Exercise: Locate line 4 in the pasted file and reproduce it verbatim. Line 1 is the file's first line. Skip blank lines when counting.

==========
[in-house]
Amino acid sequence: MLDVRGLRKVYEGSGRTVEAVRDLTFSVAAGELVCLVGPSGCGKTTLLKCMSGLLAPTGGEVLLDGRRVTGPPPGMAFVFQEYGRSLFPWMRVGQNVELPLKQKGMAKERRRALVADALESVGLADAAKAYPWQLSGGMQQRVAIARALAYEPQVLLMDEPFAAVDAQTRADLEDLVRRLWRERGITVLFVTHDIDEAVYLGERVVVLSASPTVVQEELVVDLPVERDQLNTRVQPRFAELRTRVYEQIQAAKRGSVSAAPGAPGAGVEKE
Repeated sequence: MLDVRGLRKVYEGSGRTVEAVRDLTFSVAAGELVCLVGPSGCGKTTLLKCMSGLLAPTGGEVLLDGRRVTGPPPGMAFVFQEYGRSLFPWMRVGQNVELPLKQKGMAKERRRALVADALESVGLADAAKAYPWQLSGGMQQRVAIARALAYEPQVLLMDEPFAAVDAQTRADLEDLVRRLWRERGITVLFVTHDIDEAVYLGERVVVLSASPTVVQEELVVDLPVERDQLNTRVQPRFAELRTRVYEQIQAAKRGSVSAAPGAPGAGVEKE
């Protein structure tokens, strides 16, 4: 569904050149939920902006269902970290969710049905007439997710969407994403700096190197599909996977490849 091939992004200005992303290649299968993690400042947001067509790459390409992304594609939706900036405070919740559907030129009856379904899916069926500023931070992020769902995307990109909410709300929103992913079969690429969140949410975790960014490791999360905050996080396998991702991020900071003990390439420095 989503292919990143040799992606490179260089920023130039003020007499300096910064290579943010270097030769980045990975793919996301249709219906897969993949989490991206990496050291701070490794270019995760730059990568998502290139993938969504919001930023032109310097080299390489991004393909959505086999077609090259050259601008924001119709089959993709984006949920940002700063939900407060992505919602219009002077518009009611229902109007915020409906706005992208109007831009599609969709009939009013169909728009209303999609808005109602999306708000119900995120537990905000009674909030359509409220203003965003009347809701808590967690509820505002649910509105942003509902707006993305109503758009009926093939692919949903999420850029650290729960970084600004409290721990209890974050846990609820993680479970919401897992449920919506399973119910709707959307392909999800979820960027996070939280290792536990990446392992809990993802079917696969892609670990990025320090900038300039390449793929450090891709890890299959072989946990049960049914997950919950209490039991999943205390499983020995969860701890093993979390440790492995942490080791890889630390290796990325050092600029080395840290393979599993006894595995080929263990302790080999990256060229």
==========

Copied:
């Protein structure tokens, strides 16, 4: 569904050149939920902006269902970290969710049905007439997710969407994403700096190197599909996977490849 091939992004200005992303290649299968993690400042947001067509790459390409992304594609939706900036405070919740559907030129009856379904899916069926500023931070992020769902995307990109909410709300929103992913079969690429969140949410975790960014490791999360905050996080396998991702991020900071003990390439420095 989503292919990143040799992606490179260089920023130039003020007499300096910064290579943010270097030769980045990975793919996301249709219906897969993949989490991206990496050291701070490794270019995760730059990568998502290139993938969504919001930023032109310097080299390489991004393909959505086999077609090259050259601008924001119709089959993709984006949920940002700063939900407060992505919602219009002077518009009611229902109007915020409906706005992208109007831009599609969709009939009013169909728009209303999609808005109602999306708000119900995120537990905000009674909030359509409220203003965003009347809701808590967690509820505002649910509105942003509902707006993305109503758009009926093939692919949903999420850029650290729960970084600004409290721990209890974050846990609820993680479970919401897992449920919506399973119910709707959307392909999800979820960027996070939280290792536990990446392992809990993802079917696969892609670990990025320090900038300039390449793929450090891709890890299959072989946990049960049914997950919950209490039991999943205390499983020995969860701890093993979390440790492995942490080791890889630390290796990325050092600029080395840290393979599993006894595995080929263990302790080999990256060229």